February 2011

Nutritional news is often dire: less white flour, less sugar, less butter, less sodium. But sometimes the news is rather splendid—coffee is good for you! so is chocolate! and red wine!

I count homemade popcorn in the latter category. First of all, it’s a whole grain. And while both movie theater popcorn and standard microwave popcorn have some scary stuff in them, you can make non-scary and even more delicious popcorn at home really easily.

Here’s what you do: put some popcorn kernels in a microwave-safe dish and cover with a plate set slightly askew to allow steam to vent. (Thanks to The Kitchn commenters for teaching me this trick!)

Note the solitary escaped kernel. Run, kernel, run!

Microwave until the popping slows substantially. The time depends on how many kernels you put in and the power of your microwave.

Then flavor as you wish! Lately I’ve been tossing with olive oil and za’atar, Old Bay (in the photo below), or berbere spices. But you could use anything—parmesan, truffle oil or salt, even cocoa powder. Last time I checked, they don’t give you those options at the movie theater or the microwave popcorn aisle.



As dedicated readers may recall, I do not like raw tomatoes. (Not-so-dedicated readers: I do not like raw tomatoes.) I dislike them to the extent that I often skip over recipes that call for them. For that reason, I nearly skipped over this one, and I am so thankful that I didn’t. Because while the recipe does indeed call for raw tomatoes, what the recipe has you DO to those tomatoes—first broil and char them, then pulverize them with jalapeno, then simmer them with chipotles and chili powder—transforms them into something that even I’m willing to eat:

Tomatoes, obliterated.

I’ll admit that I did find it quite satisfying to destroy the tomatoes so thoroughly. But even if you feel more fondly towards tomatoes than I do, this is a fabulous, smoky chili that is well worth making.


I love lentil soup, but I find that it’s often unbearably wholesome and well, just kind of of meh. Whenever I come across a recipe that promises a new! and exciting! lentil soup, I make it with great hope—but am usually let down.  I think it just takes a substantial quantity of oomph to get lentil soup across the threshold from wan to fabulous.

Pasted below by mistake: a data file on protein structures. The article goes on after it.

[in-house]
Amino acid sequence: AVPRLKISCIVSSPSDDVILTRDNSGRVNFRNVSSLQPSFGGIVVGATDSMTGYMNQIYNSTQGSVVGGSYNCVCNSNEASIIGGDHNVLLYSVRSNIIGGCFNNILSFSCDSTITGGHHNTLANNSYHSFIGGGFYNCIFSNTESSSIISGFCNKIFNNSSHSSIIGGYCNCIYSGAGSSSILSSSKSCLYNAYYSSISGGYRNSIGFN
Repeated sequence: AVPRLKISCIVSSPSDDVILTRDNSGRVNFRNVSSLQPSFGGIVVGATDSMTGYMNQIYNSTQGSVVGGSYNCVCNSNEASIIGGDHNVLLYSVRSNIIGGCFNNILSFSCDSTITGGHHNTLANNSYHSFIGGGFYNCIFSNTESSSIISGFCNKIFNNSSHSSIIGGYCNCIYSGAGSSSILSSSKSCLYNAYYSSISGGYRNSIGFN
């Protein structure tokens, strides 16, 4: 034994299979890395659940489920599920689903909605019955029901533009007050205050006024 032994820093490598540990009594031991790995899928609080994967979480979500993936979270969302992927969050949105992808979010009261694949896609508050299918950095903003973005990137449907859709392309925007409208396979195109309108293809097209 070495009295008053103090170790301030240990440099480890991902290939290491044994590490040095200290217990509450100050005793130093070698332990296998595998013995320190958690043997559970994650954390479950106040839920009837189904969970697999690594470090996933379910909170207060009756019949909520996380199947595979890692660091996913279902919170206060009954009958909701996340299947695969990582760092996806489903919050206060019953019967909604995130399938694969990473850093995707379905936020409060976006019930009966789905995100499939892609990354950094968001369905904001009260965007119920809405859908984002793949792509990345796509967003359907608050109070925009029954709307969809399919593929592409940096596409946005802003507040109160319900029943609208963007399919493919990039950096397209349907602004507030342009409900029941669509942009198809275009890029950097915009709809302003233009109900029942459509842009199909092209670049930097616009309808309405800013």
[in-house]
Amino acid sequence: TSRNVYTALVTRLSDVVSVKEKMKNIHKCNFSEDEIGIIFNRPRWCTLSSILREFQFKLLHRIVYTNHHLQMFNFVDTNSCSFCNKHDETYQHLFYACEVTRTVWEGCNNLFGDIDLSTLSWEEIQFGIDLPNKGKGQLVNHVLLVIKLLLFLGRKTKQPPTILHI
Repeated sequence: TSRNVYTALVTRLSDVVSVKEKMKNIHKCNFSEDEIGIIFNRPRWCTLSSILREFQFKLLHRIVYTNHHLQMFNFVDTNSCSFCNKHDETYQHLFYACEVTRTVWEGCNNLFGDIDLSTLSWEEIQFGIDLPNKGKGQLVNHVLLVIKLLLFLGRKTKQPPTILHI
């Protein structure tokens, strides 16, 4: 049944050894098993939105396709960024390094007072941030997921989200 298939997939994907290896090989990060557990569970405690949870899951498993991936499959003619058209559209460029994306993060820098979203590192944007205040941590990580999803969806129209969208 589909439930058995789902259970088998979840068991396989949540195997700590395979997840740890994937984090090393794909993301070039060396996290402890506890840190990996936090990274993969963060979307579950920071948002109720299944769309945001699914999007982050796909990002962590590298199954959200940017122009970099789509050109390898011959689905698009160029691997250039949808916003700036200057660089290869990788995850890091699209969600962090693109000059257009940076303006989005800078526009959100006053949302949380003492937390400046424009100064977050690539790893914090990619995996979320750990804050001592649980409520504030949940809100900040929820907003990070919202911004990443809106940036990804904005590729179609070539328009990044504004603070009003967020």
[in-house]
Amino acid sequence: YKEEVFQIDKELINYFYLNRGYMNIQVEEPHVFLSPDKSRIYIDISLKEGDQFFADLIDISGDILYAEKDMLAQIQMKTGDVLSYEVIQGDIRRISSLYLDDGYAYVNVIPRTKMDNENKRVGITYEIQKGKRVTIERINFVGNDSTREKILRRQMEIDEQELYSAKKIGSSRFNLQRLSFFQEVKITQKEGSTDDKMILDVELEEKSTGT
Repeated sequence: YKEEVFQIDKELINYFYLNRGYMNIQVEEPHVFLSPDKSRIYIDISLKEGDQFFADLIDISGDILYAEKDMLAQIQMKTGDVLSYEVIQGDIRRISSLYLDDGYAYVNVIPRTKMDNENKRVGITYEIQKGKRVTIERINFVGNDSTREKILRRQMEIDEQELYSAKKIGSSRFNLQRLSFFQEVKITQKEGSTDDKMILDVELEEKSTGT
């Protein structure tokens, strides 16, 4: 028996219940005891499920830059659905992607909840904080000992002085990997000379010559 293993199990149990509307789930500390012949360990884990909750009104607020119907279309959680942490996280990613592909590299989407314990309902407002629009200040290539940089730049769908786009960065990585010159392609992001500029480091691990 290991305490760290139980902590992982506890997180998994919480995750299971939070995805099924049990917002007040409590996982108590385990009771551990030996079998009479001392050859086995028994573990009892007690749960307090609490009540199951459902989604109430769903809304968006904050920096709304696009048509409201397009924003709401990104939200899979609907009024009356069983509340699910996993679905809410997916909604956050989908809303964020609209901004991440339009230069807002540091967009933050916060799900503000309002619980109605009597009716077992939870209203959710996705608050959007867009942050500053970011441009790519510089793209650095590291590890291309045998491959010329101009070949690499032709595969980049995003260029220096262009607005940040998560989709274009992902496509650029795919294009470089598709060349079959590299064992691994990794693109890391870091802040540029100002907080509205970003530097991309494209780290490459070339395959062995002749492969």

new! (coconut red lentil soup)

These two recipes, however, both have the necessary oomph. Neither uses the conventional muddy brown lentils—instead, one uses a combination of red lentils and yellow split peas, and the other uses sturdier French green lentils. Each has some unusual ingredients—coconut milk in one, pureed chickpeas in the other. Plus, perhaps not coincidentally, each includes a healthy pat of butter. Now that I think about it, maybe that’s all lentil soup needed in the first place.

and exciting! (curried lentil soup)

As delicious as both of these soups are, I also recommend not being afraid to salt them–the right amount really makes them sing.


I love chickpeas and all the things that can be done with them. There’s hummus and falafel, of course. But there’s also socca, a kind of chickpea pancake, chickpea fries, Ethiopian shiro, and my favorite Sri Lankan breakfast chickpeas.

And I have very recently made the acquaintance of another amazing way to eat chickpeas: as a delightful snack, all by themselves. It turns out that when you roast them past the point of no return, you are left with pure crunch. These are basically to chickpeas what corn nuts are to corn, only much better.

snack time!

The blog where I found the recipe calls for five-spice powder, but these can be spiced however you like. I’ve used smoked paprika, curry powder, and Ethiopian berbere spice, and all have come out beautifully. Each time I’ve made them, my sole regret has been that I only made one can of chickpeas.